Sex difference in partner notification: results from three population based surveys in France
- Correspondence to: Josiane Warszawski, INSERM U292, Service d'Epidémiologie AP-HP, Hôpital Bicêtre, 82, rue du Général Leclerc, 94 276 Le Kremlin-Bicêtre Cedex, France;
- Accepted 25 October 2001
Objectives: To estimate the proportion of individuals in the general population who did not notify their sexual partners at the time of an STD diagnosis, according to the sex of the patient and the type of partner.
Methods: We analysed behaviour at the time of diagnosis of a self reported STD, using data from three large French national population based surveys of adults (ACSF, Barométre Santé) and adolescents (ACSJ). Univariate and multivariate analyses took into account the complex sampling design.
Results: In the ACSF, 14% (95% CI: 4% to 24%) of men reported that they had not informed their main sexual partner compared with only 2% (95% CI: 0% to 5%) of women (p = 0.03). This sex difference was independent of the nature of the STD, the patient's age, level of education, and number of partners. Similarly, in the ACSJ, 51% (95% CI: 21% to 81%) of boys reported that they had not talked about this STD with their current sexual partner compared with only 9% (95% CI: 0% to 26%) of girls (p = 0.04). Notification by a sexual partner had led to discovery of the STD more frequently in male subjects than in female subjects, both in adults (32% of men compared with 4% of women (p=0.04)), and adolescents (36% of boys compared with 12% of girls). Most subjects, irrespective of sex, had not informed partners other than their main or current partner: 73% (95% CI: 62% to 84%) of adults and 86% (95% CI: 77% to 95%) of adolescents.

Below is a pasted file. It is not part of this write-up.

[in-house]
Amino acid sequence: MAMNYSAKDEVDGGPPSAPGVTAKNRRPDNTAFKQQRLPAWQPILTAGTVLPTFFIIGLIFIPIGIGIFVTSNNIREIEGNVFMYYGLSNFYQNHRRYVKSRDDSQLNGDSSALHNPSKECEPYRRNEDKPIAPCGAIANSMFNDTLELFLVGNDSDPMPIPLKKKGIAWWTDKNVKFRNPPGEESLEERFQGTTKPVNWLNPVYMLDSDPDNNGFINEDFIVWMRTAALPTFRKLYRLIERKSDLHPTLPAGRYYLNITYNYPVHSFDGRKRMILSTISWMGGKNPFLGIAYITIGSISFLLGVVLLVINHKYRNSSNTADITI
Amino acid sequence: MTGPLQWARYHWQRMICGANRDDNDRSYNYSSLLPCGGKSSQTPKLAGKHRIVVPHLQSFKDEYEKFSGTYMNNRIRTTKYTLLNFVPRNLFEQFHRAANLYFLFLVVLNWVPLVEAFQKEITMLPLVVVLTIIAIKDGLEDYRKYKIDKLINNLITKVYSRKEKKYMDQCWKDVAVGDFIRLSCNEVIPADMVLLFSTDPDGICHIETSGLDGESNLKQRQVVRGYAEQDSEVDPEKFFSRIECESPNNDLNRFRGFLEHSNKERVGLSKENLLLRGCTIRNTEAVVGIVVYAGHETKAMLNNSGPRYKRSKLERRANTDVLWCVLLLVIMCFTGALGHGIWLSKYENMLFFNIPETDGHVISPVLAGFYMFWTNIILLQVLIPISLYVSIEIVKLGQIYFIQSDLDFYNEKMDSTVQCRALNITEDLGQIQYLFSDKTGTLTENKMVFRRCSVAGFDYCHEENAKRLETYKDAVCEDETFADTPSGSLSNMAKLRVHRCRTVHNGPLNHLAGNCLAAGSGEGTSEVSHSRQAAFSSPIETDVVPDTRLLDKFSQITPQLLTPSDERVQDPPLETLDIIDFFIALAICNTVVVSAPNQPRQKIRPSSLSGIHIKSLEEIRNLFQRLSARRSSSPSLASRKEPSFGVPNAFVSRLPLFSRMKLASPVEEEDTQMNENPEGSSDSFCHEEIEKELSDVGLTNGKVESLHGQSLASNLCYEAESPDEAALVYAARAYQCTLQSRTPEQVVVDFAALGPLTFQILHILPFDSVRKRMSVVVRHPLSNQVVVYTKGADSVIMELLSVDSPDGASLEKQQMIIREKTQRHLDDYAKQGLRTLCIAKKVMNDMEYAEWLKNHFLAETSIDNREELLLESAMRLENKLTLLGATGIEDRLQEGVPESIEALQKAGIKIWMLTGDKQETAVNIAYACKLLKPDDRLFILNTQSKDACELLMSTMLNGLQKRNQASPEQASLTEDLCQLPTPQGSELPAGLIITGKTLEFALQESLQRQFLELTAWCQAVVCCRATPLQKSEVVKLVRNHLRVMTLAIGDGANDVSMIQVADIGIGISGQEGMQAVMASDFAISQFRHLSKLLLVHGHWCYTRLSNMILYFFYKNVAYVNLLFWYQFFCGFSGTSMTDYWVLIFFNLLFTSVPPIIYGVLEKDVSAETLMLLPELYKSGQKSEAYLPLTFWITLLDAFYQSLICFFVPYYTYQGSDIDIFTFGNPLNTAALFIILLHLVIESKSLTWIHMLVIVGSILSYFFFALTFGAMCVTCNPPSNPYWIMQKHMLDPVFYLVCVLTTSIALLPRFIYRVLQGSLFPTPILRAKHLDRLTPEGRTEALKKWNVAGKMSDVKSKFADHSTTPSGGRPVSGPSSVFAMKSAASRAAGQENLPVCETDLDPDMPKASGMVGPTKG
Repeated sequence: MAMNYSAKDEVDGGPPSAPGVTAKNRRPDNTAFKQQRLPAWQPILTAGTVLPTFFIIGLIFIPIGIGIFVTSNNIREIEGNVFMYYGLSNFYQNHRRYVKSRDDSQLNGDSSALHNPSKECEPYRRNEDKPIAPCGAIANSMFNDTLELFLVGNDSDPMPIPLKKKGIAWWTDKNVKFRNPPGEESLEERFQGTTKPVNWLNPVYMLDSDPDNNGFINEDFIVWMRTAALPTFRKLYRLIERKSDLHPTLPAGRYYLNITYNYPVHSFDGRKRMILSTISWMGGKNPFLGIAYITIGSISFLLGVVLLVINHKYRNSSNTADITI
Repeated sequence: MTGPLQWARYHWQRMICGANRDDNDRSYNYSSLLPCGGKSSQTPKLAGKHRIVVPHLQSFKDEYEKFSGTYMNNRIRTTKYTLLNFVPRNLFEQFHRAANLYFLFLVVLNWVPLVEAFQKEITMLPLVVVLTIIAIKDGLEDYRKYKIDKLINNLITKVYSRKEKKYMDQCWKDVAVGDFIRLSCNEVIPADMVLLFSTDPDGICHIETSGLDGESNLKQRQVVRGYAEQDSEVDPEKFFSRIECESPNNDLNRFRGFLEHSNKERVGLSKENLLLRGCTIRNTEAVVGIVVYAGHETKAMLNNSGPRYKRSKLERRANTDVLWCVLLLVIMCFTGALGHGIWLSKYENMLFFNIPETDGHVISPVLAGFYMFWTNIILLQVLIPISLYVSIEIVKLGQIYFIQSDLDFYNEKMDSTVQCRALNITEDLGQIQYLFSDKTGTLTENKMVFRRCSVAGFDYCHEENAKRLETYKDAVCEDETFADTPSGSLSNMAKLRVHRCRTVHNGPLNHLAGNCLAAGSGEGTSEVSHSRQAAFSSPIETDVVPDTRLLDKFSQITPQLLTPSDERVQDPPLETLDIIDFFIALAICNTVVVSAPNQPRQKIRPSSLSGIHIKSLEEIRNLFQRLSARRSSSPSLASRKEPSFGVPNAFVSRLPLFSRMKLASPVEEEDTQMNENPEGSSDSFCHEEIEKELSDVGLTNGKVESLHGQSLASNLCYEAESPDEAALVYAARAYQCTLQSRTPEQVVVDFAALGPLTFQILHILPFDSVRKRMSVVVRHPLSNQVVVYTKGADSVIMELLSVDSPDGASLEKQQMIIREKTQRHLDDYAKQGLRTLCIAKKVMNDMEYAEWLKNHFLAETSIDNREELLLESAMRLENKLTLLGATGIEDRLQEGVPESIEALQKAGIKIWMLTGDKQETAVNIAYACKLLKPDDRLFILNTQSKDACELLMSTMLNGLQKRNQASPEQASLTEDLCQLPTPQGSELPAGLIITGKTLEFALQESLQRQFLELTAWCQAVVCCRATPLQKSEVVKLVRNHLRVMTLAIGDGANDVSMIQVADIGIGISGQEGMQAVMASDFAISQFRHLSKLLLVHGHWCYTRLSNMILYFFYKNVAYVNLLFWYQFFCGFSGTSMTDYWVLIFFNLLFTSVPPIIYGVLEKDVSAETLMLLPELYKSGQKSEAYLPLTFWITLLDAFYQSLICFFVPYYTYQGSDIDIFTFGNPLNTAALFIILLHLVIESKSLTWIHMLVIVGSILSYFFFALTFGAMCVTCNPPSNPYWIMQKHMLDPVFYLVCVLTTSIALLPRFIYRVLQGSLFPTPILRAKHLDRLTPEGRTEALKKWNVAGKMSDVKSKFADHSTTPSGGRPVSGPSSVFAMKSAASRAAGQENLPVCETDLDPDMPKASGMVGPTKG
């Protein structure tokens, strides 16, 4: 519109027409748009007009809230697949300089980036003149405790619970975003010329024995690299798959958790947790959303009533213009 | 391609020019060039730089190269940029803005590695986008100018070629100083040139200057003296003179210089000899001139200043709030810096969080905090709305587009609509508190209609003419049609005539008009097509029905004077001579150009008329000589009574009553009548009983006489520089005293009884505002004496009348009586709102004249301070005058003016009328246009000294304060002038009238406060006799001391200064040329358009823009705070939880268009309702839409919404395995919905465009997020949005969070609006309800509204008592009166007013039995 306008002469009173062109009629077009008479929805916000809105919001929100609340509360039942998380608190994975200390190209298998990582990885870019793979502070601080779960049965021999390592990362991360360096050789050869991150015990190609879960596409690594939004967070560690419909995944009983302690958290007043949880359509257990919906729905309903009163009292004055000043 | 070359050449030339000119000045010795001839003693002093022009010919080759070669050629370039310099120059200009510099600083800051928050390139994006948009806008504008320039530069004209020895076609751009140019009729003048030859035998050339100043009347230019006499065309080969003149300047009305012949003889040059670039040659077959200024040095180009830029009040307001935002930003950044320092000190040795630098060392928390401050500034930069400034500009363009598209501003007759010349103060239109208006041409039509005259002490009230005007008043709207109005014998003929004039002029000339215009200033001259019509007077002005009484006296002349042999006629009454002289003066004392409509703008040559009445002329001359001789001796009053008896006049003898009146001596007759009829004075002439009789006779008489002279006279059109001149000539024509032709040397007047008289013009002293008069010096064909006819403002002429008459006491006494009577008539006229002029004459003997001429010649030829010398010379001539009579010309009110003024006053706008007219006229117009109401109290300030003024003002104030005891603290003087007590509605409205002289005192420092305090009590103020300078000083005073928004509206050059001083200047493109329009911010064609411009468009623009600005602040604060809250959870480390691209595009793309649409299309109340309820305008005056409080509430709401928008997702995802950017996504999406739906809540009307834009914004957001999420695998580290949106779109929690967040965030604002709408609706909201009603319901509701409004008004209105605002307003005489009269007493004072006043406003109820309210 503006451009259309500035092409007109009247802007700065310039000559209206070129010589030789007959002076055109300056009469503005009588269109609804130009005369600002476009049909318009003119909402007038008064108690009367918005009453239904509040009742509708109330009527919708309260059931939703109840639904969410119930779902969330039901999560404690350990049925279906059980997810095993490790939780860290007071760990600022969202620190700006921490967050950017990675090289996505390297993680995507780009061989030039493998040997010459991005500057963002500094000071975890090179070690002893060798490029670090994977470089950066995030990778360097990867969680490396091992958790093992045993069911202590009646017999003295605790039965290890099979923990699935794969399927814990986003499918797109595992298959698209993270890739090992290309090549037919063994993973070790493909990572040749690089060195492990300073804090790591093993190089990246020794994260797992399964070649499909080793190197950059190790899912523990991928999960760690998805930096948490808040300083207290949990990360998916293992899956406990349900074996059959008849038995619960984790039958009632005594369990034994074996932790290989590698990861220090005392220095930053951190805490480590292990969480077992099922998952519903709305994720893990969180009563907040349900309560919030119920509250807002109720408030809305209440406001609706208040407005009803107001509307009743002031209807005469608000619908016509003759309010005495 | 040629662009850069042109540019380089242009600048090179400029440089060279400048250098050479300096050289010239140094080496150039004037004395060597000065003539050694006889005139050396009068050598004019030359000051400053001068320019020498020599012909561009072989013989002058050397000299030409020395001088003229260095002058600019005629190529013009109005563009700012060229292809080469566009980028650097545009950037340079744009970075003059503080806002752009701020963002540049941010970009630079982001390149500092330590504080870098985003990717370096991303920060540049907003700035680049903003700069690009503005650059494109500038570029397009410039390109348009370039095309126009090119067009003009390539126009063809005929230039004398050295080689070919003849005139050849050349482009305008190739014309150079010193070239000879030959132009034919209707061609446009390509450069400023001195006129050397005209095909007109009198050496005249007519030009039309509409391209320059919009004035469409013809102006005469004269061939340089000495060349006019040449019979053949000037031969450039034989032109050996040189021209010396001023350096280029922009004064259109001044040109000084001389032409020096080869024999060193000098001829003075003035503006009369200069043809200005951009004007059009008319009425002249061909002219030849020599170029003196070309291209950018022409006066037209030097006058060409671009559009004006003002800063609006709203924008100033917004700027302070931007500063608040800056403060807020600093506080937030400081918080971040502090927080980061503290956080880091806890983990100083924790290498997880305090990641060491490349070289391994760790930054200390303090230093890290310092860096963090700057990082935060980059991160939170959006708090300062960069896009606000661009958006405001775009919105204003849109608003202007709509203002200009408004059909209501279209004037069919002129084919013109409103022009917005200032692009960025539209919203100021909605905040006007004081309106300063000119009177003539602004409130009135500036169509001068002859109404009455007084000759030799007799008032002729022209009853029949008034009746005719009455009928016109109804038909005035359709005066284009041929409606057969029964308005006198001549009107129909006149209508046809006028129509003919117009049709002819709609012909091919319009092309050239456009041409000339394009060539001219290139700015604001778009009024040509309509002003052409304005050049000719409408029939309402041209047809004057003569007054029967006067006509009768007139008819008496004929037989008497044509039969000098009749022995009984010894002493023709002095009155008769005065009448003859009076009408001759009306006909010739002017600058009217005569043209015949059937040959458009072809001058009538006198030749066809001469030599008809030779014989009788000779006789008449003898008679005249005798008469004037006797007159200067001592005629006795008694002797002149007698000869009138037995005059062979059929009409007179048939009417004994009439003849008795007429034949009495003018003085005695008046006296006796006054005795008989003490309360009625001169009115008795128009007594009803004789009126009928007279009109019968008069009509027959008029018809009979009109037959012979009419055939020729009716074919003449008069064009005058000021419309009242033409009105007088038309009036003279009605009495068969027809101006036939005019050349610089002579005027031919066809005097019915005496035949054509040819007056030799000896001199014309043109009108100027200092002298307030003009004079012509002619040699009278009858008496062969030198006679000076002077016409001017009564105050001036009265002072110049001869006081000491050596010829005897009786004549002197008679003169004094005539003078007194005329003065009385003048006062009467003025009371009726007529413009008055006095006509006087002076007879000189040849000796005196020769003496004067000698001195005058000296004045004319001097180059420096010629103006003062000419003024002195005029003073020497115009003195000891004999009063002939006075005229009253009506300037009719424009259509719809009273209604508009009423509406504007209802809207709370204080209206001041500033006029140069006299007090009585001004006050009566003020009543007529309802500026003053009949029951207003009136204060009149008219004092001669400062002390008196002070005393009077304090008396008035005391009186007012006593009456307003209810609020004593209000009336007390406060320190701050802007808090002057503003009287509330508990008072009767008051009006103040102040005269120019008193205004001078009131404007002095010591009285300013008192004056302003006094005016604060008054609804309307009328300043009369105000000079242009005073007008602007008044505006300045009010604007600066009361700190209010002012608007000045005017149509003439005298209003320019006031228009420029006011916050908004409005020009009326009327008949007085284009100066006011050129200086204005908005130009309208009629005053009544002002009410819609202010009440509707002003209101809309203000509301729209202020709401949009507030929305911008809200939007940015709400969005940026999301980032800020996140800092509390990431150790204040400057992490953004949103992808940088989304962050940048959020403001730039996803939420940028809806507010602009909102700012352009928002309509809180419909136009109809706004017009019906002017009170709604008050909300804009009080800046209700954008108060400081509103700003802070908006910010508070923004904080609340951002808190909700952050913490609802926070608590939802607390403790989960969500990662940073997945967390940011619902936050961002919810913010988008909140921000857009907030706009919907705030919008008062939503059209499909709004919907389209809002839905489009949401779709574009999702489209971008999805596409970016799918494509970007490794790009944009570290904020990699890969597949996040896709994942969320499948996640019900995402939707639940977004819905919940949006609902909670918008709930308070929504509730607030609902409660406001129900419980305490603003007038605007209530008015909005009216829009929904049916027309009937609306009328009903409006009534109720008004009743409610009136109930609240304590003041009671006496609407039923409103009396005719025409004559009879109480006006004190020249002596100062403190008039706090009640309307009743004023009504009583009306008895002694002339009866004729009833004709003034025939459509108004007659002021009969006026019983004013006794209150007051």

Conclusions: Procedures must be developed urgently to improve the notification of sexual partners, particularly female partners and adolescents, who are unlikely to be tested early without such notification.